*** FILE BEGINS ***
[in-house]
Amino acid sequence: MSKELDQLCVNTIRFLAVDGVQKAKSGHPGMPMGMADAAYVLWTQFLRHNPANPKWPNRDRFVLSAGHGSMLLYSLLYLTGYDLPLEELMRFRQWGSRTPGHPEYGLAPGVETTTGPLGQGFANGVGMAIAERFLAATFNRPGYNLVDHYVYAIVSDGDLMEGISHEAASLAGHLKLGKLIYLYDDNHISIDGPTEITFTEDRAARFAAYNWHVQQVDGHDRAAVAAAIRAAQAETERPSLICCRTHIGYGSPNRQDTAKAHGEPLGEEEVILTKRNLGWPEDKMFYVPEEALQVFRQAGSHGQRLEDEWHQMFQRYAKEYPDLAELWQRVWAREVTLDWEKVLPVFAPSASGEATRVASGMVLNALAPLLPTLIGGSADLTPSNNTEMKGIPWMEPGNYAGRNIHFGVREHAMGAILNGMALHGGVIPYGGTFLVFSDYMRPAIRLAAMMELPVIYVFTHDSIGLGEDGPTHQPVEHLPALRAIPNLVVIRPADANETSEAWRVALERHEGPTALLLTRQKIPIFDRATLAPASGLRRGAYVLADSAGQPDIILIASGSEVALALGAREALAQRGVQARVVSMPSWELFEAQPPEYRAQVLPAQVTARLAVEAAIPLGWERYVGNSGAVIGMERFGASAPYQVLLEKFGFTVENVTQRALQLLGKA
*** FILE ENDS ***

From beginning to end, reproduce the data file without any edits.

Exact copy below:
[in-house]
Amino acid sequence: MSKELDQLCVNTIRFLAVDGVQKAKSGHPGMPMGMADAAYVLWTQFLRHNPANPKWPNRDRFVLSAGHGSMLLYSLLYLTGYDLPLEELMRFRQWGSRTPGHPEYGLAPGVETTTGPLGQGFANGVGMAIAERFLAATFNRPGYNLVDHYVYAIVSDGDLMEGISHEAASLAGHLKLGKLIYLYDDNHISIDGPTEITFTEDRAARFAAYNWHVQQVDGHDRAAVAAAIRAAQAETERPSLICCRTHIGYGSPNRQDTAKAHGEPLGEEEVILTKRNLGWPEDKMFYVPEEALQVFRQAGSHGQRLEDEWHQMFQRYAKEYPDLAELWQRVWAREVTLDWEKVLPVFAPSASGEATRVASGMVLNALAPLLPTLIGGSADLTPSNNTEMKGIPWMEPGNYAGRNIHFGVREHAMGAILNGMALHGGVIPYGGTFLVFSDYMRPAIRLAAMMELPVIYVFTHDSIGLGEDGPTHQPVEHLPALRAIPNLVVIRPADANETSEAWRVALERHEGPTALLLTRQKIPIFDRATLAPASGLRRGAYVLADSAGQPDIILIASGSEVALALGAREALAQRGVQARVVSMPSWELFEAQPPEYRAQVLPAQVTARLAVEAAIPLGWERYVGNSGAVIGMERFGASAPYQVLLEKFGFTVENVTQRALQLLGKA